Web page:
The simplest answer is that you need to be aware of what real websites look like so that you know what false ones look like.If you know what to look for, and are suspicious by default each time you enter your password online, it will go a long way in preventing successful phishing attempts.", answer it with a password of sorts, such as "topeka KSt0wn," or even something unrelated and random like "UJTw Uf9e."Simple passwords need to be changed. If you have a really easy password that anyone could guess and instantly get into your account, it's time to change it.For more information, see How to Make a Strong Password and Examples of Weak and Strong Passwords.The same concept applies to website that uses a login, like an email provider, credit card company, social media website, etc.If you steal someone's online backup service password, for example, you can now see every file they've backed up, download them to your own computer, read their secret documents, view their pictures, etc.This takes just email to trick you, and you can suddenly become a victim of identify theft and much more.The obvious question now is how do you stop someone from stealing your password.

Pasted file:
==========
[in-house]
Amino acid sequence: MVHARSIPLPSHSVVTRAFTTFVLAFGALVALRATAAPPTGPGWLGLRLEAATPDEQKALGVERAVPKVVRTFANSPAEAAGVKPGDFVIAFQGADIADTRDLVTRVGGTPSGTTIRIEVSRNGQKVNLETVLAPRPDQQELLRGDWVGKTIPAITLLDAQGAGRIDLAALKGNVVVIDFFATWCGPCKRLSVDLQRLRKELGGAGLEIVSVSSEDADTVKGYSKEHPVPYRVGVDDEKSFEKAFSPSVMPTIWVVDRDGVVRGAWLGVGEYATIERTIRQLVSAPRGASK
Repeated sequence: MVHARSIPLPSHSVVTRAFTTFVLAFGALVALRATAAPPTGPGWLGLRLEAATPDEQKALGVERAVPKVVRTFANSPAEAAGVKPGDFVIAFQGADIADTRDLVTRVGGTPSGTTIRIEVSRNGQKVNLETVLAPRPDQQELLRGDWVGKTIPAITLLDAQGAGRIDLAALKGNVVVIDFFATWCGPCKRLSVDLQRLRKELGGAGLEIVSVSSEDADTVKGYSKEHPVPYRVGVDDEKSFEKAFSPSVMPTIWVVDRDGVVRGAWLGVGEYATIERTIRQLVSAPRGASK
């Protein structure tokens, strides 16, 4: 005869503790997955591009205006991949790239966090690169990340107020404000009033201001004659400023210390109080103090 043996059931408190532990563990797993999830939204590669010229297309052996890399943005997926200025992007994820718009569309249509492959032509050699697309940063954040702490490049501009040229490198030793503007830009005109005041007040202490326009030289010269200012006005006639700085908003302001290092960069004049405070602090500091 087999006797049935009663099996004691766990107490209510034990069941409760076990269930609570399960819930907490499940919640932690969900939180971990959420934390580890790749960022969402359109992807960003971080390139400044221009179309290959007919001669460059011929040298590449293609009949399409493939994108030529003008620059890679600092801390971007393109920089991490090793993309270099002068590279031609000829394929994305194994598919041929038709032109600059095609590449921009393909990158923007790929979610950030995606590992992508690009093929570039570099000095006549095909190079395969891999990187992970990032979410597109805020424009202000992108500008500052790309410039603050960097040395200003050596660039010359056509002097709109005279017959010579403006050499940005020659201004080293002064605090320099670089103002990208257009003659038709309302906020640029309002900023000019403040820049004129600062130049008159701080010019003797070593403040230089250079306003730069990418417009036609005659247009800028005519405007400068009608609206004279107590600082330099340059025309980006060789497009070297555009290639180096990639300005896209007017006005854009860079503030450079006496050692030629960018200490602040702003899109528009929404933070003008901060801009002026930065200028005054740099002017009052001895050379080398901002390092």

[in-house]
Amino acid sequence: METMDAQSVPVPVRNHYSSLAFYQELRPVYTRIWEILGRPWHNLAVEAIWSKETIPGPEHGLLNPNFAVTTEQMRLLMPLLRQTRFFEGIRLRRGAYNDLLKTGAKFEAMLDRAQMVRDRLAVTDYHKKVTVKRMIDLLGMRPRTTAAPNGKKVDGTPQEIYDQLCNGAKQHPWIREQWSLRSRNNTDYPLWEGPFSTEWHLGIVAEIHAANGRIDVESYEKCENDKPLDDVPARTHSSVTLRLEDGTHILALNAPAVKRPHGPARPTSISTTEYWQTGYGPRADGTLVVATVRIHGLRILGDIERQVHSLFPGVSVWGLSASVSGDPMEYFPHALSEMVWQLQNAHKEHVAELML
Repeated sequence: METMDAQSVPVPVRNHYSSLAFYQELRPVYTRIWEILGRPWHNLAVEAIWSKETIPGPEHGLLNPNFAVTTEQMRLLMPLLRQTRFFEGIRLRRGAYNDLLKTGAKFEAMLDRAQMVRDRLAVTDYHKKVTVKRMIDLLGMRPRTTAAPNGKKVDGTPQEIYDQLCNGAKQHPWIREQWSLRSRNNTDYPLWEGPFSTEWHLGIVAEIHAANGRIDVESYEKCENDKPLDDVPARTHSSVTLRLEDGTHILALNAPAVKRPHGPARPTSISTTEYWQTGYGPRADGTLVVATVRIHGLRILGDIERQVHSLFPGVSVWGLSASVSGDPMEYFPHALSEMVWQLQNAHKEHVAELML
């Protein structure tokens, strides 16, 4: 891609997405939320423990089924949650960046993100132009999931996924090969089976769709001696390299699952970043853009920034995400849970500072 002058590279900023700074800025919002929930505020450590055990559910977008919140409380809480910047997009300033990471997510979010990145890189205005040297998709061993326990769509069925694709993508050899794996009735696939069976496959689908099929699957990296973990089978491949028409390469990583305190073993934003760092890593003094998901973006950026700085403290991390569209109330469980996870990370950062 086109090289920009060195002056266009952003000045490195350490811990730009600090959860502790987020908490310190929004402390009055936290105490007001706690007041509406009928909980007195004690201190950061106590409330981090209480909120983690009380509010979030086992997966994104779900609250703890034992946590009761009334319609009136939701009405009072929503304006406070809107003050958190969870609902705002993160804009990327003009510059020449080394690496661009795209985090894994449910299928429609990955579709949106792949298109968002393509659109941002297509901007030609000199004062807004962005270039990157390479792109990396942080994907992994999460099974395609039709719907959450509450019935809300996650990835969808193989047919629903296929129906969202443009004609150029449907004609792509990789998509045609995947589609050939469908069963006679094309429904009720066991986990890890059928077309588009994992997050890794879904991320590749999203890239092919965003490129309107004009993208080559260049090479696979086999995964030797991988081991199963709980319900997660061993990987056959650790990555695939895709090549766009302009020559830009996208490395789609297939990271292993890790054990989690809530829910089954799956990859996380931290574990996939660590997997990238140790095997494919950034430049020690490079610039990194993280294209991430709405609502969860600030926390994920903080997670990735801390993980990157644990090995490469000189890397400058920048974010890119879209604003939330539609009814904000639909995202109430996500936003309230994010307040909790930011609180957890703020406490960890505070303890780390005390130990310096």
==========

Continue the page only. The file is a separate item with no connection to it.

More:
For example, if an odd website that you've never purchased from before is asking for your bank details, you might think twice about it or use something secure like Pay Pal or a temporary or reloadable card, to fulfill the payment.
For example, you could send someone an email that says that their bank account password is too weak and needs replaced.
In your email is a special link that the user clicks to go to a website you made that like the bank they use.
Unfortunately, hacking into someone's web-based email account may be easier than you think, frighteningly simple in fact.
They might use a well-known hacking attempt calling phishing, guess your password outright, or even use a password reset tool to make you a new password against your will.